Employees aren’t limited to audio-only conversations with VoIP: It supports video conferencing. Video calls can be very effective at increasing productivity in the workplace when employees who aren’t located together collaborate on projects.

7. VoIP Cost Savings

VoIP can also help your business bottom line. According to Forbes, Utah State was able to save six figures by switching their phone system from analog to VoIP. VoIP is also easier to maintain, with fewer technical problems when implemented: Utah State saved around $120,000 annually on labor by eliminating most of the trouble tickets.

The experts at MPA Networks are ready to help your business manage your VoIP services. Make sure you are properly configured and your network is built to handle the extra traffic without slowing down other services. Contact us today.

Scheduling Security: Take Control of Your OS Updates

Wednesday, May 10th, 2017

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It happens to everyone: You turn your computer back on after you intended to leave the office, or come in early to get a head start on a new project, only to be greeted by a 20-minute operating system (OS) update session. This common workplace frustration turns what should have been a four-minute job into a half-hour ordeal, forcing you to stay behind or defeating any time gains from starting early.

OS updates provide essential security fixes that keep your business safe, but the platforms have a knack for pushing updates at what feels like “the worst possible time.”

Here’s what you can do to remain one step ahead of your updates at all times.

Change the Default Settings

Don’t leave operating system updates on their default settings, because they’re likely to interfere with work when you need the devices. The solution to this productivity- and attitude-killing problem is to adjust the system settings to force the updates at a specified time when your team won’t need them. Other software, like Office, Photoshop, and web browsers, tend to be less of a problem, since their update sessions are usually much quicker.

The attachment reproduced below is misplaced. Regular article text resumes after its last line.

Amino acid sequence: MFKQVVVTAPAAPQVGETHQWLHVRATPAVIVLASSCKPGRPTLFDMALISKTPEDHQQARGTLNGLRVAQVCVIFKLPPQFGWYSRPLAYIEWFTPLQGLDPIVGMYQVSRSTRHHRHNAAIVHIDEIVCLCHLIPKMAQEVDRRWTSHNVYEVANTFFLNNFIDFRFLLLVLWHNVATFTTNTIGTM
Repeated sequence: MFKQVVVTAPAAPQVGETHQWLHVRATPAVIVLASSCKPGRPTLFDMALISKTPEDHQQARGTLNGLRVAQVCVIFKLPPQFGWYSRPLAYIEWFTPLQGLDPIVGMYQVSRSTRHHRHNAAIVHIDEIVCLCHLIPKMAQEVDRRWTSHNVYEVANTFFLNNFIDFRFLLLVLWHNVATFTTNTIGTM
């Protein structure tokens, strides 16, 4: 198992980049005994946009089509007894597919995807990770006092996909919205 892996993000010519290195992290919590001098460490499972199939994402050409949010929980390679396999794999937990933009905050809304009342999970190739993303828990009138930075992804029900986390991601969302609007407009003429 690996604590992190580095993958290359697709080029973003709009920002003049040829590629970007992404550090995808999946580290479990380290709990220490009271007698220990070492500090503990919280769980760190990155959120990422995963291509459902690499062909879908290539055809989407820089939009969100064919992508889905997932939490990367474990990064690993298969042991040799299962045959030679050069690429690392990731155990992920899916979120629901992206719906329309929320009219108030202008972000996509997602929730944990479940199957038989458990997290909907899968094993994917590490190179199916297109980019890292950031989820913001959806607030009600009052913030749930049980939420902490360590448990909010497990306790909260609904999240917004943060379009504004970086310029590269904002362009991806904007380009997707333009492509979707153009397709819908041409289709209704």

Updates Are a Security Issue

The worst solution to update inconvenience is to disable automatic updates. While updates that don’t add any new features may seem irrelevant, they’re actually doing lots of work keeping you safe behind the scenes in areas like IT security and virus/malware prevention.

According to TrendMictro, malware and other security exploits tend to target known security holes that have already been closed through updates and patches. Instead of finding new exploits, it’s easier for hackers to continue to exploit the old ones and take advantage of users who do not update their computer software.

Schedule Around Work to Increase Productivity

Microsoft usually posts their updates on the second Tuesday of every month, which is commonly known as “Patch Tuesday.” However, this may not work well with your business if it disables employee computers Tuesday night or Wednesday morning. The ideal time for updates will differ depending on your business, but for the typical Monday-to-Friday 9-to-5 office, you will be best served by installing updates around 2 a.m. on Sunday morning. Devices can even be individually customized for each employee based on their personal schedule.